Union VP in Arizona Alleges Retaliation

     PRESCOTT, Ariz. (CN) – A fire department captain and union vice president claims the Prescott Fire Department forced him to retire early in retaliation for his union activities, which included helping the department’s “first and only female firefighter” with a sexual harassment claim.



     John Vicente sued the City Of Prescott, the Prescott Fire Department and several officials in Federal Court.
     Vicente claims his longtime role as local vice president of the International Association of Fire Fighters caused the chief and city leaders to threaten him with criminal charges unless he agreed to enter an early retirement program.
     Vicente says defendant Fire Chief Bruce Martinez wanted him out because he had helped two members of the union file sexual harassment complaints against Battalion Chief Donald Devendorf, also a defendant.
     Vicente reported the complaints in the summer of 2010. One came from Caron Nyquist, the “first and only female firefighter employee for the City of Prescott and the regional area,” according to the complaint.
     Nyquist claimed that Devendorf had harassed her for more then two years, and she finally decided to report him after he suggested in her presence that two male firefighters needed to have their “vaginas removed.”
     “The event that finally led Nyquist to complain was a confrontation regarding two employees who had used sick leave,” the complaint states. “Defendant Devendorf was allegedly in a fit of rage because of the sick leave usage and made the statement to Nyquist, ‘Caron, do you have a good gynecologist?’ Nyquist responded by stating, ‘What did you say?’ Devendorf again stated, ‘Do you have a good gynecologist?’ Nyquist responded, ‘Yes, why?’ Devendorf then stated, ‘I want his number so that we can schedule our pussy male employees to have their vaginas removed for calling in sick.'”
     Vicente says an investigation “exonerated” Devendorf. Nyquist resigned about 2 months later.
     “During the investigation, instead of inquiring about Nyquist’s allegations, plaintiff Vicente was asked if ‘… we [the association] were targeting Devendorf,’ the complaint states. (Brackets and ellipsis in complaint.)
     Just after Nyquist resigned, Vicente says, the fire chief joined with Prescott’s mayor and city manager to accuse him of illegally “trading shifts, swapping, or obtaining substitutes with other eligible firefighters.”
     But Vicents says, “trading such shifts is legal, according to the Department of Labor.”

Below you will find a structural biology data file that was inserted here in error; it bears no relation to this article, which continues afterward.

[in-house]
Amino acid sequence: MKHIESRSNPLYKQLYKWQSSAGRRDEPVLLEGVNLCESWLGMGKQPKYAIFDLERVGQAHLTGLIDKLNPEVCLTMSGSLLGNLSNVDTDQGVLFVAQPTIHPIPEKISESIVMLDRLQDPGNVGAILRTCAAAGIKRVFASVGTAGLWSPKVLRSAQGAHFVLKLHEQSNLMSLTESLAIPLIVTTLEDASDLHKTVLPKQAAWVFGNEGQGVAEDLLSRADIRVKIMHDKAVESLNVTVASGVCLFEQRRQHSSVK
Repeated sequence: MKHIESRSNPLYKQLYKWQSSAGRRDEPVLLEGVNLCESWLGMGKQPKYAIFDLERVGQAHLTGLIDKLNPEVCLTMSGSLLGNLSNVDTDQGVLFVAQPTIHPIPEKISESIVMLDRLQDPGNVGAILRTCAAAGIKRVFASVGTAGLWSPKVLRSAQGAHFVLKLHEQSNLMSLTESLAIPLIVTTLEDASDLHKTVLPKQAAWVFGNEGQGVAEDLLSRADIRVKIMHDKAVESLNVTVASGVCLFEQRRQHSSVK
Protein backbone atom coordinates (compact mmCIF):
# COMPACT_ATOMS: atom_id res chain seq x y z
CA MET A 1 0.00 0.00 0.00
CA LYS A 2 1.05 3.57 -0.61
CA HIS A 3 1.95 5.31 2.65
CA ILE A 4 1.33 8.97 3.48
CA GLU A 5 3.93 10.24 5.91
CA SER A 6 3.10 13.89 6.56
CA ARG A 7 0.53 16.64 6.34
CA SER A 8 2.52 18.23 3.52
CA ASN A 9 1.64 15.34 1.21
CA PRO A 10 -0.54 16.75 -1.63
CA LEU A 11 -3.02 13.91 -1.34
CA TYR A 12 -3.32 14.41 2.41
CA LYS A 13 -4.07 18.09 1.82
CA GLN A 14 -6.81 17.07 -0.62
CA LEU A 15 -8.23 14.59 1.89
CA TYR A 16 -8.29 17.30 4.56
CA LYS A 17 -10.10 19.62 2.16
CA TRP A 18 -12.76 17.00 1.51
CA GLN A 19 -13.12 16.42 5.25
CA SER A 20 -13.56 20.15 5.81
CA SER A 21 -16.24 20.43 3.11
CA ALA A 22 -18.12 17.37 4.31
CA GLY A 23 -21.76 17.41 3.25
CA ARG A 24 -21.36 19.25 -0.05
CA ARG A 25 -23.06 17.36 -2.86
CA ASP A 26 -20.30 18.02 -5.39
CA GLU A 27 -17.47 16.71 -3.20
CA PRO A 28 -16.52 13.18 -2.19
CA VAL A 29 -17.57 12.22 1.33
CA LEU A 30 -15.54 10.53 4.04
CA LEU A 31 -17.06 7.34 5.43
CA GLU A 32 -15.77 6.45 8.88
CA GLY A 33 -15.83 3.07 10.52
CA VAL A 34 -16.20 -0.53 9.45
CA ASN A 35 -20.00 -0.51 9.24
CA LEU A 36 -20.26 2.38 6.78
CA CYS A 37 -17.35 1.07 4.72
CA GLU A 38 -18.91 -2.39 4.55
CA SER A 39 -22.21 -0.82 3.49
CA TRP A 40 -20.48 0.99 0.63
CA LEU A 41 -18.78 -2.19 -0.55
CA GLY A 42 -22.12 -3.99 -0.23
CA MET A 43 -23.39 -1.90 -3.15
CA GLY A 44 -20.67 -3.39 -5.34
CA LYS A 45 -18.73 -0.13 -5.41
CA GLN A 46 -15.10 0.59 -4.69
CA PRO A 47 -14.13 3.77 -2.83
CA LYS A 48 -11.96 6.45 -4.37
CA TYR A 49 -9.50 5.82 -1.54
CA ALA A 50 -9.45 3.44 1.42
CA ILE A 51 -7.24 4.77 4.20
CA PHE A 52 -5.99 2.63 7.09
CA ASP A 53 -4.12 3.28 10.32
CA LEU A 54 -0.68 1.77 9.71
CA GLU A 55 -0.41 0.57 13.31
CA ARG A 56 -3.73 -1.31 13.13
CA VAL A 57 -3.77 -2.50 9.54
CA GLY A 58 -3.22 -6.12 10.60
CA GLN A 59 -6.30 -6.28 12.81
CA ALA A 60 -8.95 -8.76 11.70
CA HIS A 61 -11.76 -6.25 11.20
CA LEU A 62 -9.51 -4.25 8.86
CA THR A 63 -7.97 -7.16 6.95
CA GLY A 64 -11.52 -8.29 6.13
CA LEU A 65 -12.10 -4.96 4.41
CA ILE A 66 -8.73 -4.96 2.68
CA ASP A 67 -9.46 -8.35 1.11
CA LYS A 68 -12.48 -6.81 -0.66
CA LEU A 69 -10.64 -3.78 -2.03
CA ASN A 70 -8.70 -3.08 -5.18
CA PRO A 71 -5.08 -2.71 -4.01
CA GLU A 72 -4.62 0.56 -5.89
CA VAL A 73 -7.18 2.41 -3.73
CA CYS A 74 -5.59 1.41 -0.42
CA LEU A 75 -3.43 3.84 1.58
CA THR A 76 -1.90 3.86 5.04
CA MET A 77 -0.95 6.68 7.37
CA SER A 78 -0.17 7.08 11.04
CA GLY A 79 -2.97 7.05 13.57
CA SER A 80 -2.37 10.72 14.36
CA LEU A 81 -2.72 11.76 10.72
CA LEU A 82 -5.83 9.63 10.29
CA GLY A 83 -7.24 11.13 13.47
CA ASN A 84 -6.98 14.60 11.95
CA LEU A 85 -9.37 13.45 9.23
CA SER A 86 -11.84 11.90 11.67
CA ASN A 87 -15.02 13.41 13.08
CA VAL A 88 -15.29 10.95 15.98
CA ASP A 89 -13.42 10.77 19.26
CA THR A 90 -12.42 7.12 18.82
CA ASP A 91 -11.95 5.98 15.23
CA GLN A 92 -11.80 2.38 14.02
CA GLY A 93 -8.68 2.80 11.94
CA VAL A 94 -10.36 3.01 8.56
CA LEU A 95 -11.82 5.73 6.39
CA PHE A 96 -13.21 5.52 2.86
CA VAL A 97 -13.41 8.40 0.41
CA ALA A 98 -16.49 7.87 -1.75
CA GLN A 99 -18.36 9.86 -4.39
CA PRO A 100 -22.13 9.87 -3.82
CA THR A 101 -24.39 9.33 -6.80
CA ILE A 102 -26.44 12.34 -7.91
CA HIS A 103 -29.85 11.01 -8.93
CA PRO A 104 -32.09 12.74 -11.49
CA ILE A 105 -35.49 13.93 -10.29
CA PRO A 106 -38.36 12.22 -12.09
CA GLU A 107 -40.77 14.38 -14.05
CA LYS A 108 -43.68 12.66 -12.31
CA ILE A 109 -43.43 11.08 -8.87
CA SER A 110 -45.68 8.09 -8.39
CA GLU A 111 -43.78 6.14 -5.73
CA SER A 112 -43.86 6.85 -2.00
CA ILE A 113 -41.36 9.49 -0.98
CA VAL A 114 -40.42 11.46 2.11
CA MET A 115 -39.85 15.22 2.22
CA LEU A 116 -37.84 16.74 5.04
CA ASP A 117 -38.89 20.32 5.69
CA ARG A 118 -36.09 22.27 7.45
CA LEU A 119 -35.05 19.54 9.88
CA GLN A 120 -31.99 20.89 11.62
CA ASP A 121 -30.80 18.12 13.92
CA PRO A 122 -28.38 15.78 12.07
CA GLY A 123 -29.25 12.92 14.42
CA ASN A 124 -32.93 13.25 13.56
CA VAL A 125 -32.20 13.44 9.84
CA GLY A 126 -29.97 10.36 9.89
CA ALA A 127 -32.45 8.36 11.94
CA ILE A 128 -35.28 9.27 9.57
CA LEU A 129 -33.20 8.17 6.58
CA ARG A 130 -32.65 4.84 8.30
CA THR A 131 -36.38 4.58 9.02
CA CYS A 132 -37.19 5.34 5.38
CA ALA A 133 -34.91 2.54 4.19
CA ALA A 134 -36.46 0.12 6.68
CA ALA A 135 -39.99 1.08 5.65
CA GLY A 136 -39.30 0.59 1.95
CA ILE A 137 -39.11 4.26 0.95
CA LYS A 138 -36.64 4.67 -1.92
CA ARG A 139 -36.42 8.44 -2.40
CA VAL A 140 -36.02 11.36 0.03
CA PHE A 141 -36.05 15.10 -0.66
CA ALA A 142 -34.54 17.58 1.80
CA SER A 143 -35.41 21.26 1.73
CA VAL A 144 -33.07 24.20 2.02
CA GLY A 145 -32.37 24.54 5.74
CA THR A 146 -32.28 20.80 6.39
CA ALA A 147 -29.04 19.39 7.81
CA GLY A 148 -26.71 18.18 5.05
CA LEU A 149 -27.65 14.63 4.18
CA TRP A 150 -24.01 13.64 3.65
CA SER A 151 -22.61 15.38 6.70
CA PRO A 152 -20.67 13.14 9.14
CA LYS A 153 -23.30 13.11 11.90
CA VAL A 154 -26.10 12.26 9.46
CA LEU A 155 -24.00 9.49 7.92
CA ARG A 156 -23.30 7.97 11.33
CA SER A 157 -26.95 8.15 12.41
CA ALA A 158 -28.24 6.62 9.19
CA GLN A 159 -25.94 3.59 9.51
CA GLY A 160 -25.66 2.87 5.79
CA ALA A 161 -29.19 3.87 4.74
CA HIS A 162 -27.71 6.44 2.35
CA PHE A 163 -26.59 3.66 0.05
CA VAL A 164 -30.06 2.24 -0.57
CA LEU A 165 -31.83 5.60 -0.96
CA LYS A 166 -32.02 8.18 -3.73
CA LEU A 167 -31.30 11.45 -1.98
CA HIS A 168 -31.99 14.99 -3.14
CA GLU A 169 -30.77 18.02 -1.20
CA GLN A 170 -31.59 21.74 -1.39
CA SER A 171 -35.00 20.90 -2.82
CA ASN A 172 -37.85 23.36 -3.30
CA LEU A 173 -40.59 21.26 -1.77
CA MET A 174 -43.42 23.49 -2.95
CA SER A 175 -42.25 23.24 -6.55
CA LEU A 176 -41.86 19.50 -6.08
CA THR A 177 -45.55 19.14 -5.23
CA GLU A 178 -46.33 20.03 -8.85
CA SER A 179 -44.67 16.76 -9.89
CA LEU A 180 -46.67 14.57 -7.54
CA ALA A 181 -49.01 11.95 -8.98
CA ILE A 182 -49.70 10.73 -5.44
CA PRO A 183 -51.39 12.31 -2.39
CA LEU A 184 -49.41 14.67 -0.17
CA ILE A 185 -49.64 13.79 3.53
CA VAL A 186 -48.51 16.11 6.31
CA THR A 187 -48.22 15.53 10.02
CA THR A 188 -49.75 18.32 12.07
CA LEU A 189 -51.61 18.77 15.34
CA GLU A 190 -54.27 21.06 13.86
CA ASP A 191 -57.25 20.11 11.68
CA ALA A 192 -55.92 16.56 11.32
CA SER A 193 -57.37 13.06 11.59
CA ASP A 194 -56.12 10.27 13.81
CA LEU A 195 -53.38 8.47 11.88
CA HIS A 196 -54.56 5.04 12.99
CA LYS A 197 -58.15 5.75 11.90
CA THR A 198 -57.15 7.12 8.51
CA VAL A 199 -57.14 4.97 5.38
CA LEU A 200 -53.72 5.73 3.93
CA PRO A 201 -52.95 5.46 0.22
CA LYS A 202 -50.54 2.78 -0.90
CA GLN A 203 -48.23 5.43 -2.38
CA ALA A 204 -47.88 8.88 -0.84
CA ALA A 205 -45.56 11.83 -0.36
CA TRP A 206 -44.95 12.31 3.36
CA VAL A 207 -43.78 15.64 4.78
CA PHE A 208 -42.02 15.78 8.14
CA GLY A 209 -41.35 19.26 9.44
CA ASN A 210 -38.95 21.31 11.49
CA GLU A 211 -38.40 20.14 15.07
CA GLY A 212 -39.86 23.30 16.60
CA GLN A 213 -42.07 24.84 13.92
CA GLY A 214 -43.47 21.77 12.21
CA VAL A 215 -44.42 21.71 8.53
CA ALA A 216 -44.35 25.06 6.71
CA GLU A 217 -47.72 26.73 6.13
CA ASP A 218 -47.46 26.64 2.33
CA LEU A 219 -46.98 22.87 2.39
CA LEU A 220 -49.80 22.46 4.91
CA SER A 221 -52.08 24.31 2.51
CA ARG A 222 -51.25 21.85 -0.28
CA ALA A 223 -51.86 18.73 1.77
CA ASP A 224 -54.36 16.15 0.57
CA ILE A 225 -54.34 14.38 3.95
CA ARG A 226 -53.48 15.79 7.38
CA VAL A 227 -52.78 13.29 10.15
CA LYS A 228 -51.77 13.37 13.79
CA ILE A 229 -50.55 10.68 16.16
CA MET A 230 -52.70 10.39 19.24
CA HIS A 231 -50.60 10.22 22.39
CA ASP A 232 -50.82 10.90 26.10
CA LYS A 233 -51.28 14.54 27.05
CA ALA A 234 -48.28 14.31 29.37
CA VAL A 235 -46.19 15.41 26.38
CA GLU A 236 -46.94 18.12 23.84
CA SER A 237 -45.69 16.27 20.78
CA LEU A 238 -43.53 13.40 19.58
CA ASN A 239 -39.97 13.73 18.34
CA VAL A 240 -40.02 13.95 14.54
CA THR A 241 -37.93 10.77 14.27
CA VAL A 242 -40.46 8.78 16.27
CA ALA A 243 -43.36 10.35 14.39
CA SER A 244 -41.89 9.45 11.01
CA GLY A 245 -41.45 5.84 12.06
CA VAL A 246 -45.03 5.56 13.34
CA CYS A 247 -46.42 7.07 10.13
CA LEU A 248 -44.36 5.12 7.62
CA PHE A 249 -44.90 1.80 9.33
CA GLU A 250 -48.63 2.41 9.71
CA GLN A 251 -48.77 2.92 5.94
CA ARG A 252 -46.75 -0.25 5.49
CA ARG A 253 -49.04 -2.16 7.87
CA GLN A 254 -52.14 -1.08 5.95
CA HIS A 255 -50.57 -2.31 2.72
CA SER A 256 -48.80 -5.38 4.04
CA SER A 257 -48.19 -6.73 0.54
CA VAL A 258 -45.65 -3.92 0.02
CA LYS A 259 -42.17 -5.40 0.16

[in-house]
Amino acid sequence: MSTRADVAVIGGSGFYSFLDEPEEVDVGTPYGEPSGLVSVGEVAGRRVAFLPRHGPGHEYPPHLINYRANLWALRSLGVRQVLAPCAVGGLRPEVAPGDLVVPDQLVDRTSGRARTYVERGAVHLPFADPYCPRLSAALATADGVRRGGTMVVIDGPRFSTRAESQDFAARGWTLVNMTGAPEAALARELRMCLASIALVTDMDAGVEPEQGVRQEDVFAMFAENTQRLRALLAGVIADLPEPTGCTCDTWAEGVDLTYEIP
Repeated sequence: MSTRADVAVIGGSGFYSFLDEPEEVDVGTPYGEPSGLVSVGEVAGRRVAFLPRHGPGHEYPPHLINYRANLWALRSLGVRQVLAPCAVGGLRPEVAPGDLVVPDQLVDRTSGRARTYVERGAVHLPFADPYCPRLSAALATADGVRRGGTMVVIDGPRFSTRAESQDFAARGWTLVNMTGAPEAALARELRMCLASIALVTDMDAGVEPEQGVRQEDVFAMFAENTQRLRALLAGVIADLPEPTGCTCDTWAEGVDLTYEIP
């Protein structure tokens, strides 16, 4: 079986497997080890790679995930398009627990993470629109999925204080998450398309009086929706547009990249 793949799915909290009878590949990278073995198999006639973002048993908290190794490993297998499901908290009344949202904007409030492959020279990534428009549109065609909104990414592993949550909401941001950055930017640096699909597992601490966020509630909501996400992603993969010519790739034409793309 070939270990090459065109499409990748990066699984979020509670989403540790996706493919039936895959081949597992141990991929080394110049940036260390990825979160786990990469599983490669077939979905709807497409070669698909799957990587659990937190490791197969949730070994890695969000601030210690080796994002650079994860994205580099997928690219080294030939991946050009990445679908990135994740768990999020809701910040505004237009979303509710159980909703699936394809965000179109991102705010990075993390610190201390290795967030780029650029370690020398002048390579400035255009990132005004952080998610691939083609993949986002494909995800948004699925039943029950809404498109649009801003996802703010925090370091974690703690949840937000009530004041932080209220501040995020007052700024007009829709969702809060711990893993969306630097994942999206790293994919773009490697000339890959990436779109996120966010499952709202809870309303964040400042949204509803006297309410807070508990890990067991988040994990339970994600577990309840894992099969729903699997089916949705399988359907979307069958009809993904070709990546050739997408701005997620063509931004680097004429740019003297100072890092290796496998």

“Plaintiff Vicente was notified his behavior was illegal although it is pattern and practice in the city, as well as nationwide, for firefighters to engage in such legal activities,” according to the complaint. “In fact, other city firefighters besides the plaintiff, including management personnel, engaged and do engage in such activities without being accused of engaging in illegal activities.”
     Vicente refused to retire early, but says that as the harassment continued he gave in.
     “Since Vicente reported the sexual and workplace harassment by defendant Devendorf, he has been continually retaliated against, and treated different from, other firefighters similarly situated,” the complaint states. “This disparate treatment comes in many forms. Among other things, plaintiff Vicente has been told he needs to get approval for outside employment, although other city defendant employees, including management and rank-and-file firefighters have not been held to the same standard.
     “Such disparate treatment is prima facie evidence of unlawful workplace retaliation and harassment.
     “Due to the defendants’ numerous and repetitive illegal actions, plaintiff Vicente was pressured, under false pretenses, to retire early by entering into the Deferred Retirement Option Plan program (DROP). Such program requires members such as the plaintiff to freeze their regular monthly retirement benefit and have it deposited each month into a separate account with their employer while continuing to work for and draw a salary from their employer.
     “Under the DROP program, plaintiff Vicente was required to voluntarily and irrevocably enter the program for 5 years. During this 60-month period, no member or employer contributions are made to the system and no additional years of credited service are accrued on plaintiff’s behalf.
     “As a result of plaintiff Vicente being pressured to retire early, he was damaged by losing significant pay and benefits in an amount to be proven at trial.”
     Vicente alleges violations of his rights to free speech and freedom of association. He also claims defamation, aiding and abetting, civil conspiracy and injurious falsehood. He seeks declaratory judgment and a permanent injunction, and the money he lost by being forced into the early retirement program, and punitive damages.
     He is represented by Michael Pearson with Curry, Pearson & Wooten, of Phoenix.

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